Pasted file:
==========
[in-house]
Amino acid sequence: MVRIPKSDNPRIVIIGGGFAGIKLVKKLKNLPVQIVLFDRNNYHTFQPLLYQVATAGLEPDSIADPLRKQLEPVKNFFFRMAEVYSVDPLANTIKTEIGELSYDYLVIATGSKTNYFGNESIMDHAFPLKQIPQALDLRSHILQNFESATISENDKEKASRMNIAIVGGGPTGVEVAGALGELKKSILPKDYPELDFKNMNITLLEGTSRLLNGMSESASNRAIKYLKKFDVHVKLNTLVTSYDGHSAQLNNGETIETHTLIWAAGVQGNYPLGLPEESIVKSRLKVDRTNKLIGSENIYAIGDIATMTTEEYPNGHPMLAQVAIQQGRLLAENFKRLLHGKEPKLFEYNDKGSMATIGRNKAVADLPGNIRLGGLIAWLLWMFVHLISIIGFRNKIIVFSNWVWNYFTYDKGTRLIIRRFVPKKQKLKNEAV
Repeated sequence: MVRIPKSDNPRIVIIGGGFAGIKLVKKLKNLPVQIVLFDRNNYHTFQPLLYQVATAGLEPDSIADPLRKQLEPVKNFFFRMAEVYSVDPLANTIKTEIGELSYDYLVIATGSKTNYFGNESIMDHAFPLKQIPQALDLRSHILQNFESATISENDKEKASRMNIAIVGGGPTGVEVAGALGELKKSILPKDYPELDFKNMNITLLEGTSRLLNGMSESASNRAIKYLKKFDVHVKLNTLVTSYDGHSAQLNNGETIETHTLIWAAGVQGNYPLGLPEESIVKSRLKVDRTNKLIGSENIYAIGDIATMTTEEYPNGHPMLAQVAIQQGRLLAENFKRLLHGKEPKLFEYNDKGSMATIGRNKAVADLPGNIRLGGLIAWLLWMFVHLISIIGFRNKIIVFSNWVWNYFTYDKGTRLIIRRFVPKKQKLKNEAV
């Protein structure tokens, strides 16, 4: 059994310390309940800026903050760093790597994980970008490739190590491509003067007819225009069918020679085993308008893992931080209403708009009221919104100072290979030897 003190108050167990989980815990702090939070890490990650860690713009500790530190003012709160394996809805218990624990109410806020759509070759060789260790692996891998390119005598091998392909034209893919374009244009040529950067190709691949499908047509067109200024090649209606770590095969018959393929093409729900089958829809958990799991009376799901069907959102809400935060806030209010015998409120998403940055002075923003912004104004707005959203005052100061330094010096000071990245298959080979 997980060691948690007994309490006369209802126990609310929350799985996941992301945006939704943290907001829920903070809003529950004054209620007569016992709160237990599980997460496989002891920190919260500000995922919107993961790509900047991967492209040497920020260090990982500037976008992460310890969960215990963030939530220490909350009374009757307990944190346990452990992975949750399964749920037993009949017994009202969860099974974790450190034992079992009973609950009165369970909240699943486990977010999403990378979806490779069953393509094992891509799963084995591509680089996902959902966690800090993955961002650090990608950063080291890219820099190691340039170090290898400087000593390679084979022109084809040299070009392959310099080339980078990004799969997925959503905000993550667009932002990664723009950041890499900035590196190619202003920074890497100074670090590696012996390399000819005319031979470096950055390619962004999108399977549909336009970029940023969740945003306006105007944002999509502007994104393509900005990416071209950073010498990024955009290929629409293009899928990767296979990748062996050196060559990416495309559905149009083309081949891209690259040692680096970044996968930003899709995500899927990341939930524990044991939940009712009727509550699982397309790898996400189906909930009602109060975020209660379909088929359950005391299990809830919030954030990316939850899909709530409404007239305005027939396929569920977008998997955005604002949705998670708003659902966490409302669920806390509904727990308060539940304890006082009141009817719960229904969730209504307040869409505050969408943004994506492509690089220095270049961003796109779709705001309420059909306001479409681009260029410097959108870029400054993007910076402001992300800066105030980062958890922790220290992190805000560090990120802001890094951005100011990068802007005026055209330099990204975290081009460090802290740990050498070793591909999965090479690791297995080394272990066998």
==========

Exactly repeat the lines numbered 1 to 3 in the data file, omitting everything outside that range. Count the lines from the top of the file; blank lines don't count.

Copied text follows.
[in-house]
Amino acid sequence: MVRIPKSDNPRIVIIGGGFAGIKLVKKLKNLPVQIVLFDRNNYHTFQPLLYQVATAGLEPDSIADPLRKQLEPVKNFFFRMAEVYSVDPLANTIKTEIGELSYDYLVIATGSKTNYFGNESIMDHAFPLKQIPQALDLRSHILQNFESATISENDKEKASRMNIAIVGGGPTGVEVAGALGELKKSILPKDYPELDFKNMNITLLEGTSRLLNGMSESASNRAIKYLKKFDVHVKLNTLVTSYDGHSAQLNNGETIETHTLIWAAGVQGNYPLGLPEESIVKSRLKVDRTNKLIGSENIYAIGDIATMTTEEYPNGHPMLAQVAIQQGRLLAENFKRLLHGKEPKLFEYNDKGSMATIGRNKAVADLPGNIRLGGLIAWLLWMFVHLISIIGFRNKIIVFSNWVWNYFTYDKGTRLIIRRFVPKKQKLKNEAV
Repeated sequence: MVRIPKSDNPRIVIIGGGFAGIKLVKKLKNLPVQIVLFDRNNYHTFQPLLYQVATAGLEPDSIADPLRKQLEPVKNFFFRMAEVYSVDPLANTIKTEIGELSYDYLVIATGSKTNYFGNESIMDHAFPLKQIPQALDLRSHILQNFESATISENDKEKASRMNIAIVGGGPTGVEVAGALGELKKSILPKDYPELDFKNMNITLLEGTSRLLNGMSESASNRAIKYLKKFDVHVKLNTLVTSYDGHSAQLNNGETIETHTLIWAAGVQGNYPLGLPEESIVKSRLKVDRTNKLIGSENIYAIGDIATMTTEEYPNGHPMLAQVAIQQGRLLAENFKRLLHGKEPKLFEYNDKGSMATIGRNKAVADLPGNIRLGGLIAWLLWMFVHLISIIGFRNKIIVFSNWVWNYFTYDKGTRLIIRRFVPKKQKLKNEAV